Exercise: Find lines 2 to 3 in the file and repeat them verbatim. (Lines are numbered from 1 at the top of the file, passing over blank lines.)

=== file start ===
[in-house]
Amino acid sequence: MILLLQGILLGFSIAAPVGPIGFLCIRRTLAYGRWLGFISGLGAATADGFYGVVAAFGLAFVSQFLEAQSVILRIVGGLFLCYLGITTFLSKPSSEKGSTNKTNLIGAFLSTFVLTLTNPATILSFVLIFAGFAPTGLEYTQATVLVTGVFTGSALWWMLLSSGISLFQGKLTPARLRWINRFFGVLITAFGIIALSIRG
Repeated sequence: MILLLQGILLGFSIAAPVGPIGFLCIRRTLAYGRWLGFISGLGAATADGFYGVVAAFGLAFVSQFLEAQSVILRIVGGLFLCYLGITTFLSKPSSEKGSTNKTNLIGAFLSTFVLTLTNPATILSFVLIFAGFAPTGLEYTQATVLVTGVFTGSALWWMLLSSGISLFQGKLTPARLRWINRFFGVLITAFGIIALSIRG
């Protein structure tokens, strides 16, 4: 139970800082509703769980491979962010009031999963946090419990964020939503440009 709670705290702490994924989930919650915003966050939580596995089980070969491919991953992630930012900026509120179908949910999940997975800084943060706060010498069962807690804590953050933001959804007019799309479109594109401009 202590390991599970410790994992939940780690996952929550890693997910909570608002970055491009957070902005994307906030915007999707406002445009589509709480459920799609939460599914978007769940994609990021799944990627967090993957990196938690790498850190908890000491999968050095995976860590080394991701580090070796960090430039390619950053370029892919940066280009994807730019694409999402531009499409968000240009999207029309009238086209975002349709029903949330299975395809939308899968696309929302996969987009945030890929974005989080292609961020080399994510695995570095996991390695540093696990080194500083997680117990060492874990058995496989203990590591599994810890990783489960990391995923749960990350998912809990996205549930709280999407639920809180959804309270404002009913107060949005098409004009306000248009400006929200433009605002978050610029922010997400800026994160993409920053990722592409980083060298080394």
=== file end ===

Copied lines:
Amino acid sequence: MILLLQGILLGFSIAAPVGPIGFLCIRRTLAYGRWLGFISGLGAATADGFYGVVAAFGLAFVSQFLEAQSVILRIVGGLFLCYLGITTFLSKPSSEKGSTNKTNLIGAFLSTFVLTLTNPATILSFVLIFAGFAPTGLEYTQATVLVTGVFTGSALWWMLLSSGISLFQGKLTPARLRWINRFFGVLITAFGIIALSIRG
Repeated sequence: MILLLQGILLGFSIAAPVGPIGFLCIRRTLAYGRWLGFISGLGAATADGFYGVVAAFGLAFVSQFLEAQSVILRIVGGLFLCYLGITTFLSKPSSEKGSTNKTNLIGAFLSTFVLTLTNPATILSFVLIFAGFAPTGLEYTQATVLVTGVFTGSALWWMLLSSGISLFQGKLTPARLRWINRFFGVLITAFGIIALSIRG